Switch to full style
Post a reply

Alternative edges.

Sun Aug 18, 2013 9:46 am

Hi Guys,

It seems for the most part, the accepted norm is a 1K ish stone followed by a 5k ish stone for Gyutos. I've got em and it creats a great edge, however there are a thousand ways to skin a cat as the saying goes.

I'd love to hear about your edges and what you like about them.

At the moment, I'm liking an edge I get from sharpening on a King 1.2k followed by stropping on kangaroo leather loaded with 1.5 micron CBN ( about 12K grit equivalent ).

The King 1.2 leaves a relatively fine tooth for its grit rating ( I suspect it closer to a 2K then a 1.2k ) and the CBN 1.5 mic sharpens those teeth up nicely.

What I like about the edge is it cuts well and has good feedback in the cut.

Re: Alternative edges.

Sun Aug 18, 2013 10:37 am

BRANWELL <> All depends on the knife/steel/application for me, but my preferred everyday finish on hard steel Gyutos is the Yaginoshima with a naked cordovan stropping around 24 to 27 degrees included +/-. I'm not going to regurgitate the typical yada-yada-toothy-polished BS; it's an edge that does everything... and superbly well. Thing is though it's a disgustingly sharp edge. Opinions vary, but I strongly believe there is such a thing as too sharp. I run high end lower volume kitchens so I'm awarded the advantage of not having to regularly process hundreds of pounds of product, but when I do - I'm not too fond of an edge like this. In said situation, I rather enjoy a Rika finish w/a 1µ diamond balsa stropping around 26 to 29 degrees included +/- to blast through cases of product. It allows a razor edge off the strop that transitions into a nice working edge, but it's not so damn sharp that you have to entertain hyper focus on the board.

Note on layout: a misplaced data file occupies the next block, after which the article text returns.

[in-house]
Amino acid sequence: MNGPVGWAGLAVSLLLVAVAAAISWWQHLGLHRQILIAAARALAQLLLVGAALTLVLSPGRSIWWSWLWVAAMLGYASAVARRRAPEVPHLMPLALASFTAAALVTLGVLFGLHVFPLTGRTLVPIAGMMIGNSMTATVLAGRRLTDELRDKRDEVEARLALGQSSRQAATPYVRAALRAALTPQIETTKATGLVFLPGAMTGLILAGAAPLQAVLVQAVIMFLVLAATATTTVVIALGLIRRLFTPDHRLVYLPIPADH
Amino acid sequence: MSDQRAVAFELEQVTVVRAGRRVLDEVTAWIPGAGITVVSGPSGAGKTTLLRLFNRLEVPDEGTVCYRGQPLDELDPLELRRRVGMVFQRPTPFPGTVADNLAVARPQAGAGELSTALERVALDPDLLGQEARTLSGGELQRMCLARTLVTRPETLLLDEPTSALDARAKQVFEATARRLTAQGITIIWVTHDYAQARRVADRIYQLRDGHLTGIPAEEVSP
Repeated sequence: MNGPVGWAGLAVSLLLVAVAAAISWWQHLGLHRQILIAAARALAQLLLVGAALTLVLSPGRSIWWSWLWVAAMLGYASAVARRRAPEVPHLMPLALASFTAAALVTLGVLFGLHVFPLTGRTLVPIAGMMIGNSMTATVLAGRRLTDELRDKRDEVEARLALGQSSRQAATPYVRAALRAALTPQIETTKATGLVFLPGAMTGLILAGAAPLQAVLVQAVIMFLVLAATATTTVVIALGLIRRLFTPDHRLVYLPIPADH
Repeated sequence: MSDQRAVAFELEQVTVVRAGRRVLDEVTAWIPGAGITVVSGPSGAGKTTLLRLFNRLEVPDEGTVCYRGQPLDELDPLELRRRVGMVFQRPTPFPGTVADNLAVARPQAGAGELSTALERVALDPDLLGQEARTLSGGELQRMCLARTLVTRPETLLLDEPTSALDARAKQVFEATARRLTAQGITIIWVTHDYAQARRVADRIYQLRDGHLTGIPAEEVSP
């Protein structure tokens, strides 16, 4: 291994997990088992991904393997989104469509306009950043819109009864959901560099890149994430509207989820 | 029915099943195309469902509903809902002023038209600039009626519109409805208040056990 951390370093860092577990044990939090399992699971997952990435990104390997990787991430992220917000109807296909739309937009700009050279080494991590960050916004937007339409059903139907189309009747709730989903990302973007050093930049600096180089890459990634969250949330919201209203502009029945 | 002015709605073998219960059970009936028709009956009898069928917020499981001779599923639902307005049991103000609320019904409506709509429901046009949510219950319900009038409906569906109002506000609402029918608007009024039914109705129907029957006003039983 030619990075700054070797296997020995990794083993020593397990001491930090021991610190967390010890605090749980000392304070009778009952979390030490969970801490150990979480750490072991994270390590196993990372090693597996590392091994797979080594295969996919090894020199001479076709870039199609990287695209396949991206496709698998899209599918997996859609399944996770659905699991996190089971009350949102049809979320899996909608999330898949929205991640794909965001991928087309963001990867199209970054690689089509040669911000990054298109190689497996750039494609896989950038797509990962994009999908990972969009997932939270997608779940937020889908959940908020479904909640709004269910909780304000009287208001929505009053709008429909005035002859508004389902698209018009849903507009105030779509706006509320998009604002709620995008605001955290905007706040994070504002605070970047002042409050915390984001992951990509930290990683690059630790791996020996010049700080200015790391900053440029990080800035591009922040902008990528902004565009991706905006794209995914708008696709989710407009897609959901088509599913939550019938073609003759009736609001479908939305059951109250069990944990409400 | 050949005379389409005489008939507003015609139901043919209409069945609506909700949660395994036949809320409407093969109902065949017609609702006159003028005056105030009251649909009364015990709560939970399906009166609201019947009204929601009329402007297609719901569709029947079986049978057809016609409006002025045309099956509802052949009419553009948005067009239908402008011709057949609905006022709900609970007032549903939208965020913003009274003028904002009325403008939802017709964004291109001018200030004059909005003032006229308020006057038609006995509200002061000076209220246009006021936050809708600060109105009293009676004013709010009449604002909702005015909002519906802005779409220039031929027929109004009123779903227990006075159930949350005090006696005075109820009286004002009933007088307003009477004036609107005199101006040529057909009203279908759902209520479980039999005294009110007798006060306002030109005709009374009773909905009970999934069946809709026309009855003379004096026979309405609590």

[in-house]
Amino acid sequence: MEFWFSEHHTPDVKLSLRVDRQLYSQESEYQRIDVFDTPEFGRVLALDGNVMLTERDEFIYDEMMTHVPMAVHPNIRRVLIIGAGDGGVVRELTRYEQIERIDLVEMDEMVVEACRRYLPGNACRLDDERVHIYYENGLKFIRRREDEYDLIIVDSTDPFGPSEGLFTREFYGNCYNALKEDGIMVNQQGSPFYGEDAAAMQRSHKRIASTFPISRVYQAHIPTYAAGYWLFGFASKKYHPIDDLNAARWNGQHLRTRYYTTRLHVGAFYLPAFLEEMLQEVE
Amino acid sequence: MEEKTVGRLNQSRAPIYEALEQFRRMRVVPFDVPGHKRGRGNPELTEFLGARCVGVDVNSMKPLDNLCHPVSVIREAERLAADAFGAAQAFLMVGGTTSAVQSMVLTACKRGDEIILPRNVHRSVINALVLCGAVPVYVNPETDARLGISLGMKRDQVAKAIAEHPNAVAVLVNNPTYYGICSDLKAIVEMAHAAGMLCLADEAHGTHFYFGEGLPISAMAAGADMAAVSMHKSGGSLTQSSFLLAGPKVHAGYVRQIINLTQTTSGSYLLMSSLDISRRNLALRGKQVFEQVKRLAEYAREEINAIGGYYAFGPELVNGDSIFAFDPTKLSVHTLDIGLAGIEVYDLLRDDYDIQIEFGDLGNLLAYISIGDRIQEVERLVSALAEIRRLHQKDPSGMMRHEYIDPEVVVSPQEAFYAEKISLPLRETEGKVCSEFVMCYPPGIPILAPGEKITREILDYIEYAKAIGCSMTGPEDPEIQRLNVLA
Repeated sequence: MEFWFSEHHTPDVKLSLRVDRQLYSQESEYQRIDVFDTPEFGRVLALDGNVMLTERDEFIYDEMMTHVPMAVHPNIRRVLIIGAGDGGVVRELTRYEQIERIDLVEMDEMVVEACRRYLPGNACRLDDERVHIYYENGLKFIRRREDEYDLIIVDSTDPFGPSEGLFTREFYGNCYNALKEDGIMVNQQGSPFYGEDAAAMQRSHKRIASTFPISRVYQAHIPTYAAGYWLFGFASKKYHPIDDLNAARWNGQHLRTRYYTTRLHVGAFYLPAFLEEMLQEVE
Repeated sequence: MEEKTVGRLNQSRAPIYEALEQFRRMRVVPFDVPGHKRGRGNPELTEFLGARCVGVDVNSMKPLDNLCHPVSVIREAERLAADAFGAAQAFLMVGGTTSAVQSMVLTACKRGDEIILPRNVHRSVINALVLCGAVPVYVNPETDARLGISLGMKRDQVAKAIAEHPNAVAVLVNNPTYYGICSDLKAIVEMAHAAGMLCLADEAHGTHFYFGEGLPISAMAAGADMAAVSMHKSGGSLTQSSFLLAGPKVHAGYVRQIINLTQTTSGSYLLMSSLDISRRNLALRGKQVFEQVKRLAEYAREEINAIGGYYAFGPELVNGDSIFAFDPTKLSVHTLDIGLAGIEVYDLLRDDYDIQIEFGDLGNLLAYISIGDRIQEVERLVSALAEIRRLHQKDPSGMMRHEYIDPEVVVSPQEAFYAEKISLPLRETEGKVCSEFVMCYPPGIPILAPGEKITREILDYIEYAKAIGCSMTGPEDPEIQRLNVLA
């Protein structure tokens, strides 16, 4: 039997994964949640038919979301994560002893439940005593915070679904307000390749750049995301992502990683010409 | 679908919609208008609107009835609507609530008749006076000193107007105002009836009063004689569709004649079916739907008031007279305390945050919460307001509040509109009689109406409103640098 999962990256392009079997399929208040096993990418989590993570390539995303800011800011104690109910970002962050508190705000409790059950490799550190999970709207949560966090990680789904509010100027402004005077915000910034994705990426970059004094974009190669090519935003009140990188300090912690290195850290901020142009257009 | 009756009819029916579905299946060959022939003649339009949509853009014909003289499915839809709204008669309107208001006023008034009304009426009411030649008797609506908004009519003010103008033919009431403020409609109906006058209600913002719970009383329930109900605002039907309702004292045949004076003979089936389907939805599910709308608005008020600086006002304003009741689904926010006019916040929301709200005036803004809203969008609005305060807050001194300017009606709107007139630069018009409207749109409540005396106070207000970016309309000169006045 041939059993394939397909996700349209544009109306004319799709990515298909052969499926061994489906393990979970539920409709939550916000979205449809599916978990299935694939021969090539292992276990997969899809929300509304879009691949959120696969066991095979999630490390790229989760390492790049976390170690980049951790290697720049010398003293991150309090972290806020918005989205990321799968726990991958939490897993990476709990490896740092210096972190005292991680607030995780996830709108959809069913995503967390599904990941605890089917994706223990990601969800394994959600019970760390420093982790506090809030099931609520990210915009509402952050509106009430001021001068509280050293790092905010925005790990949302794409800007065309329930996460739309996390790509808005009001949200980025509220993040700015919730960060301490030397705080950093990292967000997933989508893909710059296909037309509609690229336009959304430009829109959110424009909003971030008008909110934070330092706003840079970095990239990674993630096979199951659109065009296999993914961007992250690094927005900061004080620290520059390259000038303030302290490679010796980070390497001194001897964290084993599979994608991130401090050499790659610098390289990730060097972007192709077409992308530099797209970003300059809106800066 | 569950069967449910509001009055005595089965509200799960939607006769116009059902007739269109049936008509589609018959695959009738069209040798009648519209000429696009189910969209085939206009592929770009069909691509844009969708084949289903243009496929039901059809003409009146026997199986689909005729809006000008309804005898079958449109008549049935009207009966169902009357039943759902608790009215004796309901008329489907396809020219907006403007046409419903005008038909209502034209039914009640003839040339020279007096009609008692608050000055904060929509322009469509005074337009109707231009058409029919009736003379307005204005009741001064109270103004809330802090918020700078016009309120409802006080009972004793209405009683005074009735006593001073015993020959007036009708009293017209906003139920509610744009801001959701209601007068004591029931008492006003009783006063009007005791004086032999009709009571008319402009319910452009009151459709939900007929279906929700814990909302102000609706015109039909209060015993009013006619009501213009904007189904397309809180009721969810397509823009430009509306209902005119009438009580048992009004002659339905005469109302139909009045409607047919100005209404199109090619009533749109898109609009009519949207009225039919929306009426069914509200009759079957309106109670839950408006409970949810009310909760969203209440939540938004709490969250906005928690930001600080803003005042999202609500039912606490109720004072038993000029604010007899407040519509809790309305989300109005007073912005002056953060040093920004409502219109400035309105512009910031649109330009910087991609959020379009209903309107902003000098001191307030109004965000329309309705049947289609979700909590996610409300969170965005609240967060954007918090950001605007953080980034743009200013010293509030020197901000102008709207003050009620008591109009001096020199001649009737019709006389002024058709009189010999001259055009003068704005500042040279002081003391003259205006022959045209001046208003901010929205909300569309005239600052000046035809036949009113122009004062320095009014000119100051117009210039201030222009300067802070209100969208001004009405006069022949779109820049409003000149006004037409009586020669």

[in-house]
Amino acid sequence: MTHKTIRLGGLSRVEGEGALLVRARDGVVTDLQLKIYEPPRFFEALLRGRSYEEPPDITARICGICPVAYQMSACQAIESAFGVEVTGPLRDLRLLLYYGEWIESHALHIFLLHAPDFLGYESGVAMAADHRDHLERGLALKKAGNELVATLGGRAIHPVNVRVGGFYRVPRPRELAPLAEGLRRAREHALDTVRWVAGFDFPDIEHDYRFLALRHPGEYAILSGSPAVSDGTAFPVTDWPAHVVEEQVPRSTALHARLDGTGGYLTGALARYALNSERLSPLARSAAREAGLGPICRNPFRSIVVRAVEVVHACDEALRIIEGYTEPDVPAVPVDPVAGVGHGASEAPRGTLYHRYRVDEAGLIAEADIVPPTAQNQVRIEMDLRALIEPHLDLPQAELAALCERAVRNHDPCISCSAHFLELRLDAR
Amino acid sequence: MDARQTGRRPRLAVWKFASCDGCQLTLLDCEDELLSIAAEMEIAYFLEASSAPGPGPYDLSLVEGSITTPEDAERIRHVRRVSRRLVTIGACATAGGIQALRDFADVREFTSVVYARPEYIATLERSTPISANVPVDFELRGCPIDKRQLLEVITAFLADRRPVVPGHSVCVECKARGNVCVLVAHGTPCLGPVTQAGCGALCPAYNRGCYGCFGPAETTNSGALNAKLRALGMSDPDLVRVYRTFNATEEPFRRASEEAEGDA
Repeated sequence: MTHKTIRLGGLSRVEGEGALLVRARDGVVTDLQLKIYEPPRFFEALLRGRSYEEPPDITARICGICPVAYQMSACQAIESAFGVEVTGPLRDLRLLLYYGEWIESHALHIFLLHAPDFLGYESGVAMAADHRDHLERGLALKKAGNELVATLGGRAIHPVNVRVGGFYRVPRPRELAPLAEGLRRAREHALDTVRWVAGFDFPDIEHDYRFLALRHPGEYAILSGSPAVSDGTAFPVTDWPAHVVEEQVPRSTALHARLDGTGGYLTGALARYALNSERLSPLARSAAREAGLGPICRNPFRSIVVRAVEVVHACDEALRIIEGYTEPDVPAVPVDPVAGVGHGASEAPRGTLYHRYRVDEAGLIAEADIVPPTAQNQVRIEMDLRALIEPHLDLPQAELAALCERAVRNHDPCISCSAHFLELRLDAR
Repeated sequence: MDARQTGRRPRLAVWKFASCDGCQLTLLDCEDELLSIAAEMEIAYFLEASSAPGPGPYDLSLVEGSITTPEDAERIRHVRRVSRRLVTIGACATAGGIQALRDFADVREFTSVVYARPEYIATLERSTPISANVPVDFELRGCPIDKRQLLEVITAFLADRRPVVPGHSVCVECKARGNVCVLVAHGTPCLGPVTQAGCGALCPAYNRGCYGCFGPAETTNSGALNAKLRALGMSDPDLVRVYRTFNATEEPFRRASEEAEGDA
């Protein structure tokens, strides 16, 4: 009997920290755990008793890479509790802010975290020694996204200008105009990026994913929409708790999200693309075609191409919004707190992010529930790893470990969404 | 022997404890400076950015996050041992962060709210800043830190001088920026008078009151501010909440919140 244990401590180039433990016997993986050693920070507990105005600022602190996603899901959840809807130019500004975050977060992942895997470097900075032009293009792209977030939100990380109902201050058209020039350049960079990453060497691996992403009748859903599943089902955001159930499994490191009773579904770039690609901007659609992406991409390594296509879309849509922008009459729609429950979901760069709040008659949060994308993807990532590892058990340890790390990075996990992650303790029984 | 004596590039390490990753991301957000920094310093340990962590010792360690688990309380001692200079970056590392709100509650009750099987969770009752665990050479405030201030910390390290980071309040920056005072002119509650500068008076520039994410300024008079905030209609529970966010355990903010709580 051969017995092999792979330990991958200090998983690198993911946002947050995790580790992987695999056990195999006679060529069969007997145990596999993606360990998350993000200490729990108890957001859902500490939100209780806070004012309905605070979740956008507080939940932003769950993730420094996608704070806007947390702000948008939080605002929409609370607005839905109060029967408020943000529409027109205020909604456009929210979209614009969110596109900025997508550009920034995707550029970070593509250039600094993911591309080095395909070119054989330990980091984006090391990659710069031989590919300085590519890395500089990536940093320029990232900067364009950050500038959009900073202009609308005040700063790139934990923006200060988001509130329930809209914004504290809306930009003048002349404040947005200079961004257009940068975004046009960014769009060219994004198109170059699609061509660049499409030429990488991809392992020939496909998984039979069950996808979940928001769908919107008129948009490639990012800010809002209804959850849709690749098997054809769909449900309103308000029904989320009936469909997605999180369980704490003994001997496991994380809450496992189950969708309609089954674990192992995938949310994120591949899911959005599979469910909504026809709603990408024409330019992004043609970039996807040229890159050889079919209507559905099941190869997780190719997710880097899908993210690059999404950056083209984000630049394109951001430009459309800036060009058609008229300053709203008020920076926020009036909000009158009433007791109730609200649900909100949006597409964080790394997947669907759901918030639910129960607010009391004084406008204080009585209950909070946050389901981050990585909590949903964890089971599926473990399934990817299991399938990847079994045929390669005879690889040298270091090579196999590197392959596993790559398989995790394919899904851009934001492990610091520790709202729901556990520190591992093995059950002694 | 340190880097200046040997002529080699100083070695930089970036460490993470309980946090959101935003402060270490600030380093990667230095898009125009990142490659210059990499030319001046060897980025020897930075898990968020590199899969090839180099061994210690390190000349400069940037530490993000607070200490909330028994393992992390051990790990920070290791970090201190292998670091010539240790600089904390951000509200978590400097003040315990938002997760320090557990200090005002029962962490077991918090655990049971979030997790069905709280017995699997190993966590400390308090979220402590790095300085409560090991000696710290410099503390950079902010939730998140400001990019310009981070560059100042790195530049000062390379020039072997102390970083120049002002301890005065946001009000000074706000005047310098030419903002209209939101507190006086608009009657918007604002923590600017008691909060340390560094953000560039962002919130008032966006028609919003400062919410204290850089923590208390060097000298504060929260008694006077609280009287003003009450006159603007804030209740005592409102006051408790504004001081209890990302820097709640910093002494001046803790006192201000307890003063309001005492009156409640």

Re: Alternative edges.